n the May 1995 issue of Ebony magazine, a review by Monique Burns of a new book, Dared and Done by Julia Markus, bore the headline, "A Cultural Bombshell: Two of World's Greatest Lovers — Elizabeth Barrett and Robert Browning — Were Descendants of Blacks." Markus, who claims that the poets descended from Jamaican plantation owners, reached her conclusion by delving into the curious desire of Elizabeth Barrett Browning's father, Edward Barrett Moulton Barrett, to not have any of his children marry.
One reason given has been that he desired to keep his children at home and under his control. This was certainly true. Another has been that he had an unease about his children's sexuality. A father who insists on his daughter's purity is not an unfamiliar type. One who insists that his sons not marry is a unique type. (Ebony 97, excerpted from Dared and Done )
Most scholars had assigned the father's desire to a religious basis, but Markus claims that what Edward "did not want to do was to carry on the Moulton Barrett line" (Ebony 97). Markus supports her claim from photographs of Elizabeth and Robert Browning, both of whom were reported by friends as having a dark complexion. Markus also provides quotes from Elizabeth Barrett Browning (henceforth Browning) describing herself as "little and black" and confessing to her husband-to-be of what she believed to be her true ancestry: "'I would give ten towns in Norfolk (if I had them) to own some purer lineage than that of the blood of the slave!'" (Ebony 152). Markus also claims that Robert Browning descended from a similar lineage of Jamaican plantation owners.
Another piece of evidence that Markus uses is the composition of the poem, "The Runaway Slave at Pilgrim's Point," during the Brownings' honeymoon. The poem deals with the suffocation of a mulatto child by the child's slave mother because the child reminds her of her master: "Every time I see his face I see that master's race" ("The Runaway Slave," quoted in Ebony 100). Markus sees the parallel to Browning's life in her father's attempt "to suffocate the next generation" (Ebony 152).
Aurora Leigh's consciousness of her ancestry immediately reveals itself near the beginning of the "verse-novel" when she becomes an orphan and goes to live with her aunt. Upon Aurora's arrival, her aunt "with two gray-steel naked-bladed eyes /Searched through my face — ay, stabbed it through and through, /Through brows and cheeks and chin, as if to find /A wicked murderer in my innocent face" (I, 327 - 330). Aurora Leigh also describes the negative reaction of her aunt to her father's marriage to her Italian mother.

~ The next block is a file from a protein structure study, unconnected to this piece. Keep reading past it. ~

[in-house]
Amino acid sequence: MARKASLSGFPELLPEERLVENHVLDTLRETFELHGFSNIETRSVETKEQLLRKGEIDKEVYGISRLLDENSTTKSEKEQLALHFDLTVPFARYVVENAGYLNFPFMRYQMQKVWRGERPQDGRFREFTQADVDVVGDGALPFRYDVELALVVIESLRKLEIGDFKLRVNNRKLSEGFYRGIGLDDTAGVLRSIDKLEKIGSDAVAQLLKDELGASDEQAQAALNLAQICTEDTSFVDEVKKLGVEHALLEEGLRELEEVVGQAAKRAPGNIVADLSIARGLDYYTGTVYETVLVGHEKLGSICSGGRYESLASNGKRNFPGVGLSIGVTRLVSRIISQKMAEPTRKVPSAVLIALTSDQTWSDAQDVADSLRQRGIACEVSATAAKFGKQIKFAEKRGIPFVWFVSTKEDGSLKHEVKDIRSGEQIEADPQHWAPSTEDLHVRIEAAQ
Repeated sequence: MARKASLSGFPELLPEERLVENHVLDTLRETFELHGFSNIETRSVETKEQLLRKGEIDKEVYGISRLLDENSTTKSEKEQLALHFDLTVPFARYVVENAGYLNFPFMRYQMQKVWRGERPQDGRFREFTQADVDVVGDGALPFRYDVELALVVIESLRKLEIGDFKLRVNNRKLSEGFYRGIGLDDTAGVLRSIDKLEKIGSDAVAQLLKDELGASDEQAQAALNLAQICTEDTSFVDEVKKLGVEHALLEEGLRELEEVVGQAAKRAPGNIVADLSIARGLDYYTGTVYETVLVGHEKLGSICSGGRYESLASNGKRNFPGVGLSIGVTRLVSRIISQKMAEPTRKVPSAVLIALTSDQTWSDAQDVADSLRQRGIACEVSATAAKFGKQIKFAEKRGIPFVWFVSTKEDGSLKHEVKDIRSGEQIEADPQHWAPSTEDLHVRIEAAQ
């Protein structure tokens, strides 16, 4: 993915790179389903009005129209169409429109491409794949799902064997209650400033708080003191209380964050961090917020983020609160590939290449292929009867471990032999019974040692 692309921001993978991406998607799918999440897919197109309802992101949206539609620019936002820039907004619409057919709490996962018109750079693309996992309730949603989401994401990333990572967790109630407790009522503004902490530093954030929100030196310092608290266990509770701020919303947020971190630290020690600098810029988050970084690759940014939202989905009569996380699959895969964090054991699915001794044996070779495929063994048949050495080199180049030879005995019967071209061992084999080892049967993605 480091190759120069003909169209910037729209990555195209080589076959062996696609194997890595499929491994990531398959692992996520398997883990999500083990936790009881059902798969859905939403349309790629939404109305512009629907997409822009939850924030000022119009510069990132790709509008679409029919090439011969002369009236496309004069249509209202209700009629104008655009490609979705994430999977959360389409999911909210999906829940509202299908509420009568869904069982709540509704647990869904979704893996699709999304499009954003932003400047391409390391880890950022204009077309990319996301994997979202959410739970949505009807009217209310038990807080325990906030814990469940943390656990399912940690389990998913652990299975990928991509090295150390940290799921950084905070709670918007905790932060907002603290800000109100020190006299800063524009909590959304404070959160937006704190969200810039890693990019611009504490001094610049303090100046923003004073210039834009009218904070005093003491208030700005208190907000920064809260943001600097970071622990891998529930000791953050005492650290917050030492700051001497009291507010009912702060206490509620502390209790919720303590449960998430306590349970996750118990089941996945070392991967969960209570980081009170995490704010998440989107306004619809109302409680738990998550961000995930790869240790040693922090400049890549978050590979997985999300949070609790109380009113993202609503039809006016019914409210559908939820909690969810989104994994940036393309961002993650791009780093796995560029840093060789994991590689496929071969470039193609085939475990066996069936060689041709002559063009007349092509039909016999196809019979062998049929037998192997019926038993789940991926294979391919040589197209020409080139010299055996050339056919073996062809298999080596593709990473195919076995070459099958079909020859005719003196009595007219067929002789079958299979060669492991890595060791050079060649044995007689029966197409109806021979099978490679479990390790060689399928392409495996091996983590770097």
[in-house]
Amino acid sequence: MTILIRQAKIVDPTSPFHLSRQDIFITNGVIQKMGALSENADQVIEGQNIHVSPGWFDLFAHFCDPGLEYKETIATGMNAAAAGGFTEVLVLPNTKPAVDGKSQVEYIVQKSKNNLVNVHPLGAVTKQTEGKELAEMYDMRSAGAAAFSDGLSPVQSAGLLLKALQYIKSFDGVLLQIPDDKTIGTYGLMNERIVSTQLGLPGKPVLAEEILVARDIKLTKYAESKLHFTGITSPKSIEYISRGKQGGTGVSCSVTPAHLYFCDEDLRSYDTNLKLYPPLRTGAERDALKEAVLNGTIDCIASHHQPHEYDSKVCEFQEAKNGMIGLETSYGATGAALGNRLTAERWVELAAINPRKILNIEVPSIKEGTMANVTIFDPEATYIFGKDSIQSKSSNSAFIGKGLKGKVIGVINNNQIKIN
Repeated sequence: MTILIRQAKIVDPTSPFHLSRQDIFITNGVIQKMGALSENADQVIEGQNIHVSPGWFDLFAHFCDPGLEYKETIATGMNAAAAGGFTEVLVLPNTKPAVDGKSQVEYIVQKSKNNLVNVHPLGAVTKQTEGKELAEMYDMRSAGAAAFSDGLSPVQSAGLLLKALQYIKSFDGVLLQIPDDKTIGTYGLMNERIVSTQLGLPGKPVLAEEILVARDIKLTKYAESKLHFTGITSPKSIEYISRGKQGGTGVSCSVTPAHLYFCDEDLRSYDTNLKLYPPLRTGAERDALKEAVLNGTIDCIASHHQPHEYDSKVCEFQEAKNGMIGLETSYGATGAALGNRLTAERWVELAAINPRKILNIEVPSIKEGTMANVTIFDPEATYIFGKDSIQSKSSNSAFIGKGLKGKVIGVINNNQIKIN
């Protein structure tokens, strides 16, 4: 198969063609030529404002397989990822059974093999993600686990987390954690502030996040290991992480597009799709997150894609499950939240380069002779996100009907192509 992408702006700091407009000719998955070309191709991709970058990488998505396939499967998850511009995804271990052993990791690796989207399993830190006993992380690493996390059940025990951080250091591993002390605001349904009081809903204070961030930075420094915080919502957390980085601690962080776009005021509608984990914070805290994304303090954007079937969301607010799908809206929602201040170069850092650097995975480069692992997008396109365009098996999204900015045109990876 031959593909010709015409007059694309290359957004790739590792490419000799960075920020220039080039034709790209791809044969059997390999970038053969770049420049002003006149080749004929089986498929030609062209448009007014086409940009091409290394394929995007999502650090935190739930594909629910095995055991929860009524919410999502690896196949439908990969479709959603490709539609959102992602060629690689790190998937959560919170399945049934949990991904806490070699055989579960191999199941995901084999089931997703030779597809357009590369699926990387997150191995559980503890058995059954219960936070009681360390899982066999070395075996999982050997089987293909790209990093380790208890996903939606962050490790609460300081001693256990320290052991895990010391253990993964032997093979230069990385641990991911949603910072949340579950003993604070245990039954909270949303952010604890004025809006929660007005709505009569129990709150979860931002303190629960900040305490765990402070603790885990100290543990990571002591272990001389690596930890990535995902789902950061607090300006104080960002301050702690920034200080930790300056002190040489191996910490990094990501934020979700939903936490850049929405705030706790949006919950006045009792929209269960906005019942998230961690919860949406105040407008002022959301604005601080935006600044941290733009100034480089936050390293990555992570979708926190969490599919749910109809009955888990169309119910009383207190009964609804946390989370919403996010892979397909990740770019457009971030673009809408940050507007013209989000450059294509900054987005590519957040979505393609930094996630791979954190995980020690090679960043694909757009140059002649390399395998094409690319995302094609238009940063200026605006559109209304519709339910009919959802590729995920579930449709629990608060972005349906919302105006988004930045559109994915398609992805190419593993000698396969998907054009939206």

Another veiled reference in Aurora Leigh to her miscegenated lineage occurs during Romney's proposal to Aurora:
a You gather up
A few such cases, and when strong sometimes
Will write of factories and of slaves, as if
Your father were a negro, and your son
A spinner in the mills. All's yours and you,
All, coloured with your blood ...
This reference concurs with Markus's theory of Browning's ancestry, but a greater problem exists other than the racial makeup of the poet. Does the work of art relate in any way to the factual incidents in the author's life? Is Browning playing with her readers or is she subtly trying to tell them something?
In her book, Realism and Power, Alison Lee says that the New Critics view a poem as separate from the poet's life: "Because language is public, they argue, the poem is also public, and therefore has little to do with the private or idiosyncratic details of the poet's life" (22). A problem with autobiography and fictional autobiography is that the reader does not always know when the author tells the truth or suppresses it. Postmodernist skepticism of narrative sees it as a false account of the truth. Narrative is removed from the truth because it involves one person's account; the narrative embodies the narrator's personal biases and perspective. Poetry exacerbates the problem because it involves a "poetic license": Plato ostracizes the poet from his Republic because he thought that poetry was three times removed from the truth. Another problem with autobiography lies in the re-telling of one's life through one's memory. A person's current emotions tend to cloud his or her memory of past events so that a happy childhood is recalled as melancholic if the person is in a depressive state. These problems blur the border between art and autobiography and, as we shall see, present to the reader some difficulties in interpreting the meaning of the narrative's biographical elements in relation to the author's actual life, and in trusting the narrator with the narrative.
Aurora Leigh starts off with her declaration that the book is a "story for my better self /As when you paint your portrait for a friend" (I, 4-5). This statement introduces two problems: the book is a story and the book is a portrait. A story usually connotes some fictional elements, but her declaration that it is similar to a self-portrait for a friend should raise a red flag. A self-portrait usually flatters oneself in the best possible light; but when doing it for a friend, the artist would probably be extremely careful in this regard. The reader also has to be careful because it is through the fictional character that the author vicariously voices this declaration. Is the fictional character, who is an accomplished poet, trying to paint herself in the best possible light? Is the author, who is also an accomplished poet, trying to paint herself in the best possible light?
As Browning's autobiographical essay, Glimpses into My Own Life and Literary Character, declares, "TO BE ONE'S OWN chronicler is a task generally dictated by extreme vanity and often by that instinctive feeling which prompts the soul of man to snatch the records of his life from the dim and misty ocean of oblivion" (Quoted from Sanders, 56). Even at the early age of fourteen, she recognizes the "extreme vanity" inherent in an autobiography.
From the records of her life, we discover that Browning's mother died when she was twenty-two years old. However, in Aurora Leigh, Aurora's mother dies when she is only four years old. The earlier maternal death in Aurora Leigh reflects Browning's feelings of loss for her own mother, who cared for her in her child-like incapacitation due to her valetudinarian situation.2 Browning describes Aurora's mother as a loving and kind mother, but after the death of Aurora's mother, Aurora would gaze upon the portrait painted after her mother's death and imagine her to be a